The girls and I just returned from a picnic at the park. I'm still a bit in the nesting stage of the family move, so it takes an intentional effort to get out of the house. I may find peace in organizing and pitching some of the undesirable stuff (I can't believe we moved some of this crap), but I look over at my girls and see their listlessness (even if they are doing good developmental activities) and know that a trip outside for play would be the best thing for all of us.
We are blessed to have a decent park about 1/4 mile away. It's not the best jungle gym, but it has a nice track, nice fields, and lots of places for the girls to roam while I can still see them from some bird's-eye views. The 6-year old moves along in her scooter while the 2-year old lounges in the baby jogger on the way. We swung by the post office to pick up the cheapest Seattle Times in town ($0.50), and we headed to park.
I packed a simple lunch of peanut butter sandwiches, Toasted Corn Doritos, bananas, and water. To even carry a banana on my person is a step forward. I have traumatic memories of bananas as a child. I recall biting into one an responding with a Technicolor yawn. Now the even the smell makes me despondent. Our oldest didn't eat many bananas growing up, mostly because I wouldn't buy them, let alone prepare them for her. But child #2 is a really picky eater, and would live off of chips, French fries, chocolate and milk if we let her. She won't touch a vegetable. She doesn't even eat grapes. A few months ago we discovered she likes bananas, and I learned I had to hold my nose and make a sacrifice if this child was to take in any nutrients at all outside of a multi-vitamin. Today's banana was over-ripe and smelly. I can still smell it, even though I have washed my hands 4 times since the picnic.
I have texture issues. Not only with bananas, but with any cooked vegetable--peas, carrots, zucchini or any other squash. The less cooked, the better. Overcooked is the trigger. It took me years before I could eat potatoes, and I still have a hard time with the sweet potato/yam cousins, unless my dear wife makes them a little crispy, like oven fries. I don't know from where this texture/sensory aversion comes--but all I know is that overripe banana for lunch sent a chill up my spine, sending a warning signal to my gag reflex.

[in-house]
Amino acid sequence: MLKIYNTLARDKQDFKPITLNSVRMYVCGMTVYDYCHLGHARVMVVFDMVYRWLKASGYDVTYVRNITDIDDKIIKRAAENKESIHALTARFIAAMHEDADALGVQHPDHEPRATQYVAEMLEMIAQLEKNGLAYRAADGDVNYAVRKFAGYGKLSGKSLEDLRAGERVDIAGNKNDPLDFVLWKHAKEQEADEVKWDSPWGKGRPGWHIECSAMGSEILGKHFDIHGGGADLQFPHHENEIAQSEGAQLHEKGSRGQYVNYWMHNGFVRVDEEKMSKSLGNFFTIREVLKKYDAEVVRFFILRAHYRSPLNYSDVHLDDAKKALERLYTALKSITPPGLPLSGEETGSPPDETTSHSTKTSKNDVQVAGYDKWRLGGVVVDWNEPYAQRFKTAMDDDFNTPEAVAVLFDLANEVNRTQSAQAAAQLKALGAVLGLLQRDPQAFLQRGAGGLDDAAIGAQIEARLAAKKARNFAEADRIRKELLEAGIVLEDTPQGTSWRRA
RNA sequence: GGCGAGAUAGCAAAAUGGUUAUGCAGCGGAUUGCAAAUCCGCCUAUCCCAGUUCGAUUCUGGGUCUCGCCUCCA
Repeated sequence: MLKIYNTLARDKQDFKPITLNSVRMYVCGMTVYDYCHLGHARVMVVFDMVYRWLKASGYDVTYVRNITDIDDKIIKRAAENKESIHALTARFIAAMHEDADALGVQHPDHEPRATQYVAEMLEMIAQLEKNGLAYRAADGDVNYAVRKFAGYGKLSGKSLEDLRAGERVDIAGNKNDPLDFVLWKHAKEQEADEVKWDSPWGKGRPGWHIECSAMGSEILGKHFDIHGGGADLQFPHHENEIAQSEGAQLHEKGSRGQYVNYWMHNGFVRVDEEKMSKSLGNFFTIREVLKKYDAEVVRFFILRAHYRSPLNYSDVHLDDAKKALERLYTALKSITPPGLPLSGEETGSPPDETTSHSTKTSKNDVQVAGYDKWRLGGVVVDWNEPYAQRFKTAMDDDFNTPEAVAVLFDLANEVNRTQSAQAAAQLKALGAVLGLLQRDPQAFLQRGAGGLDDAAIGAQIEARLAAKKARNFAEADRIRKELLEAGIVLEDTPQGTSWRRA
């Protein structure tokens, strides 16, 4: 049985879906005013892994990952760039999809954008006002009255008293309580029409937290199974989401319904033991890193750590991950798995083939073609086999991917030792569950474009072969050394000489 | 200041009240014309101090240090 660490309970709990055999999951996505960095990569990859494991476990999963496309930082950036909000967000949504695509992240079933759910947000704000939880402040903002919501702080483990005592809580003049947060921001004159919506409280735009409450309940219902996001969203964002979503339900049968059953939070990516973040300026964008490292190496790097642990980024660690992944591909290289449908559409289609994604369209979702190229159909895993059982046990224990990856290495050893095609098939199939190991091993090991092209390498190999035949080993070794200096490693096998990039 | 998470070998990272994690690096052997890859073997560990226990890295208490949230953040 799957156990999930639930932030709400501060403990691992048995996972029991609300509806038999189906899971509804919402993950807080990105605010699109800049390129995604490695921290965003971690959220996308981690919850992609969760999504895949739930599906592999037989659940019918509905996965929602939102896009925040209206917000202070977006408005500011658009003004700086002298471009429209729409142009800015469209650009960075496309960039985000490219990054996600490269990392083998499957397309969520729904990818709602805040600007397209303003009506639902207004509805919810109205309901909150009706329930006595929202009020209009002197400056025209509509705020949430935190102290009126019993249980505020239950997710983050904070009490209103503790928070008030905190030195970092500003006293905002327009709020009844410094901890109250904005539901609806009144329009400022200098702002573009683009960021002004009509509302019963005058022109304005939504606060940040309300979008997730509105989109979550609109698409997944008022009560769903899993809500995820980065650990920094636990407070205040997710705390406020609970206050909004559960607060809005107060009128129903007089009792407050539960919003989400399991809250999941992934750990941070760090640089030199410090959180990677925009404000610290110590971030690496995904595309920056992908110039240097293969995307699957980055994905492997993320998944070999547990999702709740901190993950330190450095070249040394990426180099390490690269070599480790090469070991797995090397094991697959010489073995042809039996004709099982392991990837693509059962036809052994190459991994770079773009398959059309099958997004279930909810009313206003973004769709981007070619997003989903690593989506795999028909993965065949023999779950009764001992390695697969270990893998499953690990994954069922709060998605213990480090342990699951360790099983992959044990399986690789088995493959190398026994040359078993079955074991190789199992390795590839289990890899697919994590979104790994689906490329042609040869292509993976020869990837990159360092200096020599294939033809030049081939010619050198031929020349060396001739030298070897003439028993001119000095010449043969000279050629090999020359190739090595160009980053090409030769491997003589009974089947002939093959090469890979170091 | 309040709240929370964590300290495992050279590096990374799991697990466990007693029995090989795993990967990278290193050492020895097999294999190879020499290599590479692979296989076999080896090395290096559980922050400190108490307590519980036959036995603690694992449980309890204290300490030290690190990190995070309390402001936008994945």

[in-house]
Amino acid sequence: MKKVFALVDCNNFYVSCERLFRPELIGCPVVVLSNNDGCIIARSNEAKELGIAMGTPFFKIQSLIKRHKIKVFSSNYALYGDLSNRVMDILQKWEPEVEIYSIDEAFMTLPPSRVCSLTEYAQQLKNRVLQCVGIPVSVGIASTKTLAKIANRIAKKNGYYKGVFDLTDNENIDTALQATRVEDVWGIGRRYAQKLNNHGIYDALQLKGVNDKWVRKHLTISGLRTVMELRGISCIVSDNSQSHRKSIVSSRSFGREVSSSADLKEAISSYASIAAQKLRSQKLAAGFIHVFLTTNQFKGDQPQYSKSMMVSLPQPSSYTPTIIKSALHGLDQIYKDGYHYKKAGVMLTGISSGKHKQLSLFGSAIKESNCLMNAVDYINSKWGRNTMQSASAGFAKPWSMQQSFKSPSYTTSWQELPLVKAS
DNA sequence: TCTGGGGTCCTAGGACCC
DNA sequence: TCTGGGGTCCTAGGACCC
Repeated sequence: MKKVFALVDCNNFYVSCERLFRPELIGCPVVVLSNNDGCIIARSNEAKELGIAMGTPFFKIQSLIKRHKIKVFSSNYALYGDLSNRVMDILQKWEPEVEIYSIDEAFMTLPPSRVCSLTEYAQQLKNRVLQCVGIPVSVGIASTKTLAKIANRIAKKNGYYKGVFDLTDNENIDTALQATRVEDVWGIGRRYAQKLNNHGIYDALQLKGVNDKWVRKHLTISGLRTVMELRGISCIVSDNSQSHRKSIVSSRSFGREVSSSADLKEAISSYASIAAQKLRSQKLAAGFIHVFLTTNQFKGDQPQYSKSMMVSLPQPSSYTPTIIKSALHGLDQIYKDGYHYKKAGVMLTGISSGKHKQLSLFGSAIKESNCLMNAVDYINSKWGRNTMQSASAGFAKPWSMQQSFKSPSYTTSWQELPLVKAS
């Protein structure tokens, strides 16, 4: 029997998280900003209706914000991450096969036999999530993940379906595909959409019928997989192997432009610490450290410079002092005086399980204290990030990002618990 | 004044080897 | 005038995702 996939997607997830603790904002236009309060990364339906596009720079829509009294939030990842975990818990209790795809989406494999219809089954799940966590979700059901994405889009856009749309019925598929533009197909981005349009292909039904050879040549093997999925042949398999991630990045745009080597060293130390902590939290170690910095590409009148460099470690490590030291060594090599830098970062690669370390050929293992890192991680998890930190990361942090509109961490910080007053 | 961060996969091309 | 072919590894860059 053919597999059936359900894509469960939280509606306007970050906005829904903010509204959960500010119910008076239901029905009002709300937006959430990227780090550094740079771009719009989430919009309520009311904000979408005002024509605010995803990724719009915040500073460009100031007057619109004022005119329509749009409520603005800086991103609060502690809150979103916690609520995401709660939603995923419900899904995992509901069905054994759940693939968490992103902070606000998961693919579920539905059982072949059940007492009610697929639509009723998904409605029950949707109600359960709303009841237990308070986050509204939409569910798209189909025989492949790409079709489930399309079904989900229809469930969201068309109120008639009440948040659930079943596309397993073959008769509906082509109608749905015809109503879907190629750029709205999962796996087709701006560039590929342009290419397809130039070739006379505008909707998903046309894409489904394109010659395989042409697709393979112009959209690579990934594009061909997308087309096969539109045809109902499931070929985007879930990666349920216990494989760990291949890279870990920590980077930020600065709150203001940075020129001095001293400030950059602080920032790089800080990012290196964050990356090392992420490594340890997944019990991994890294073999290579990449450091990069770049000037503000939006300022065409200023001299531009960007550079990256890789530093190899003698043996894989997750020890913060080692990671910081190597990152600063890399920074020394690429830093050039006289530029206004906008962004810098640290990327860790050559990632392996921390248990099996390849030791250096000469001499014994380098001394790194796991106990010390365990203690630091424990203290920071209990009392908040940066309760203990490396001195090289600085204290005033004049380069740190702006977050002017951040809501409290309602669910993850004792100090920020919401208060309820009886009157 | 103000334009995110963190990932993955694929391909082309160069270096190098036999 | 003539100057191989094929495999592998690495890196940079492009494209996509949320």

The champion enemy to my texture gag reflex hasn't surfaced in almost 30 years. For some reason I had two elementary school teachers with unnatural relationships with paper mache. It seemed like any project we had involved paper mache. Art projects, science projects, geography projects, all seemed to involve paper mache with these education professionals. For me, these projects may as well have been made with a large vat of vomit. Sometimes I would leave the room, as my gag reflex would go wild, and one art project, smelling the chunky, thin oatmeal-like substance, with my classmates dipping their entire arms holding strips of newspaper, and pouring cups of the substance over the drying formation to solidify the structure sent me over the edge.
Paper mache and bananas turn me into Wendell Borton from the Simpsons. The only factor in my survival with these bananas is love for my children. I honestly find it easier to clean up poop. Maybe it's because people eat bananas and enjoy working with paper mache. Poop is always disgusting. But, I suppose you get used to it and can work beyond it to do what needs to be done.
My mother-in-law says that a seasoned nurse becomes so accustomed to changing bed pans that they can change a bed pan with one hand and eat a sandwich with the other. The memory of the latrine dive in Slumdog Millionaire also serves as a reminder that certain loathings can be overcome to achieve a goal. My daughters need their nutrition--and neither of them will need a banana for several hours.